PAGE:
A friend shared this article with me recently, and it got me thinking about the concept of “You can’t judge a book by its cover”.
The article is about just that – not being able to tell about a person’s capabilities by how they look. I appreciate the language they use in it “can’t tell” in lieu of judge. But the issue is – we judge. We compare. We size-up. And why? When I went to a ballet class yesterday (which prompted many likes/comments and the sharing of this article) I did just that. I looked around the room at the pink tights, ballet shoes and buns and thought “oh brother I do not belong here” (with me wearing my lulu running tights, my Morning Crew CrossfitZone Shirt flipped inside out and grey socks!). I felt the need to explain that I was a modern dancer, and it had been a while since I had taken class. But why? Why in society must we always feel like there is this invisible measuring stick we need to compare ourselves to. Why, in new surroundings, do we immediately check out the situation and see where we fit in?
My psychology classes in University were a while ago, but I believe there is likely something in terms of how our brain processes things that actually facilitates this grouping and comparison phenomena. But if it is in our nature to do this, how can we avoid it?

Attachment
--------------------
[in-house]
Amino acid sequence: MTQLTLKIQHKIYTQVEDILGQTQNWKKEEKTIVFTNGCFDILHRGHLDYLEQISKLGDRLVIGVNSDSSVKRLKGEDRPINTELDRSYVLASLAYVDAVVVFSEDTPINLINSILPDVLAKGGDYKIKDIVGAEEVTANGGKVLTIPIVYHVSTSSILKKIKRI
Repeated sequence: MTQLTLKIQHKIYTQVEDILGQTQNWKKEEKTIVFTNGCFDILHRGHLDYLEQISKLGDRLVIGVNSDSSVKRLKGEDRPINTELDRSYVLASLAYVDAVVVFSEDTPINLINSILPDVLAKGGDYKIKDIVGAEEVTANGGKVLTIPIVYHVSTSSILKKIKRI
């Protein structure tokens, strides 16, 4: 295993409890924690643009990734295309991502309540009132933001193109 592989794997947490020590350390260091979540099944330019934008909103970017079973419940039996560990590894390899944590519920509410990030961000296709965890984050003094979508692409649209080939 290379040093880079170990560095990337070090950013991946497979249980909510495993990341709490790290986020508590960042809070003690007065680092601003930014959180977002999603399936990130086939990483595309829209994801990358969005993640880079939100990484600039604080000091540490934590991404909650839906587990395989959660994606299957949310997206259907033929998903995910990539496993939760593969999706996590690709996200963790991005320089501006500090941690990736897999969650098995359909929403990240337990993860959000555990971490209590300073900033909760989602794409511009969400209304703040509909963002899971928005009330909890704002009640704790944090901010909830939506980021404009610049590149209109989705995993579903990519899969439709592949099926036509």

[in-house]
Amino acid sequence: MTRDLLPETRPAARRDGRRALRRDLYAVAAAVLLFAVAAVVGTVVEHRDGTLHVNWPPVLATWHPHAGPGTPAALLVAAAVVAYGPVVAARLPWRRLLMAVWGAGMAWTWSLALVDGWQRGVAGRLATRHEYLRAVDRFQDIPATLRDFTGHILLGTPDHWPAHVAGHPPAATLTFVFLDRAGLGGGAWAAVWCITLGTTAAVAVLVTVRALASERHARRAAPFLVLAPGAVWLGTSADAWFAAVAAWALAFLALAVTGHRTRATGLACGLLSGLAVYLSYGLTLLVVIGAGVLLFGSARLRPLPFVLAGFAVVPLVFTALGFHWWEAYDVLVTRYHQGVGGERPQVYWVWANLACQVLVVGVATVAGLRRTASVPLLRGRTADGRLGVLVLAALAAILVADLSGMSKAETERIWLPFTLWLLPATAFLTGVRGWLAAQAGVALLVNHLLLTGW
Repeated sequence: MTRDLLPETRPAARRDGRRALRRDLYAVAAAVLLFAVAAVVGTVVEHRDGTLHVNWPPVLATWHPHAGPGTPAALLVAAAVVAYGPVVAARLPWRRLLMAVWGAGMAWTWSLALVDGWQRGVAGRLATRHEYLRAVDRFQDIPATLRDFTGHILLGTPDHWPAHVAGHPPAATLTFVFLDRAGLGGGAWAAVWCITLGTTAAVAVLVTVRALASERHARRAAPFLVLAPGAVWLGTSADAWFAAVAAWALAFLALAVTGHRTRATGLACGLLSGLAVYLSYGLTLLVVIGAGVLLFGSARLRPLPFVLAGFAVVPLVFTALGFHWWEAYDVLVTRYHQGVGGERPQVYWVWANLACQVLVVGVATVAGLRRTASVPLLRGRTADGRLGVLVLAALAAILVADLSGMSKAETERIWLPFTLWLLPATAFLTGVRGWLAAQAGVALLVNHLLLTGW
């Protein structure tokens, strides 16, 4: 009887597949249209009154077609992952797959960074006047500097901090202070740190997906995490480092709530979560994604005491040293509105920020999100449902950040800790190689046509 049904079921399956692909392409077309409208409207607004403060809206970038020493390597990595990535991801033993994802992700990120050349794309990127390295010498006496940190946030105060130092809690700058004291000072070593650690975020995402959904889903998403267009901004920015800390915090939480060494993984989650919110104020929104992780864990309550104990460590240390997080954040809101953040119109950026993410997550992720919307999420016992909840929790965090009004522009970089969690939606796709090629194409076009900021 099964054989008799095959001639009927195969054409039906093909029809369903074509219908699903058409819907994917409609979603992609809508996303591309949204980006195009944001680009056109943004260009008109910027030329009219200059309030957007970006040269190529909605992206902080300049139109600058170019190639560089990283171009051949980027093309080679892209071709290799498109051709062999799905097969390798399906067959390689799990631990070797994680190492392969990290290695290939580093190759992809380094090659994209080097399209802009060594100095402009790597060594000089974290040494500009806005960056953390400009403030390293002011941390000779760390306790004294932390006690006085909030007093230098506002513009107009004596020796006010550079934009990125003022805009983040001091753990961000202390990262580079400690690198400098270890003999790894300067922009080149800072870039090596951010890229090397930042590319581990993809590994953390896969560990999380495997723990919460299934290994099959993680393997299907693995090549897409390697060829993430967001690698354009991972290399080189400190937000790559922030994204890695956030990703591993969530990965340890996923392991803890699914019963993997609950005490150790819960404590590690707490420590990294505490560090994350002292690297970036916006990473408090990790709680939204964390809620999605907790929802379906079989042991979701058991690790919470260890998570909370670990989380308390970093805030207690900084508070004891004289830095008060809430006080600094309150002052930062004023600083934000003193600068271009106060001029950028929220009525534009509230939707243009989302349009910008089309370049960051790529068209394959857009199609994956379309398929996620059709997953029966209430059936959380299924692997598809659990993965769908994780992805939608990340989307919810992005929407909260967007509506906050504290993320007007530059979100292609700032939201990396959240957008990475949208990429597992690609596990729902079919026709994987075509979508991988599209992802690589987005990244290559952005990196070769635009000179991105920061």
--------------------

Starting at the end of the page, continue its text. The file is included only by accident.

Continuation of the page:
I aim in my life to be open. That’s why children are often a huge inspiration for me. They don’t enter a room a say to themselves “oh I have a disposable diaper, and she has reusable – I’m a bad person” or “her onesie is soooooo cute, and I’m only wearing this old thing”. They are simply present. Doing their thing, in that particular moment in time.
And can we not take pride in our quirks, in our history, in our uniqueness? One of my favourite lines about this is from an Ani Difranco song called my iq. In it she says “I’ve got highways for stretch marks to see where I’ve grown” It resonated with me after I ended gymnastics, put on freshman 15++… it resonates with me as I look to my various scars (from knee surgeries/accidents etc)… it resonates me as I touch my husband’s calloused hands. What some may consider flaws or imperfections I see as a landmarks that tell stories about experiences, hardships, challenges, opportunities and triumphs.
I suppose this all comes together for me to say we should be proud of who we are – in all of our forms. We need to recognize that each of us is limitless. Life is challenging enough without imposing “I can’t do this/shouldn’t do that” on ourselves or others!
That reminds me of a spectacular dancer Jacques Poulin-Denis who I saw perform in Melanie Demer’s Les Angles Morts. Take a look at this video and be amazed for yourself.
Every thought is a cause and every condition is an effect. Change your thoughts and you change your destiny. — Joseph Murphy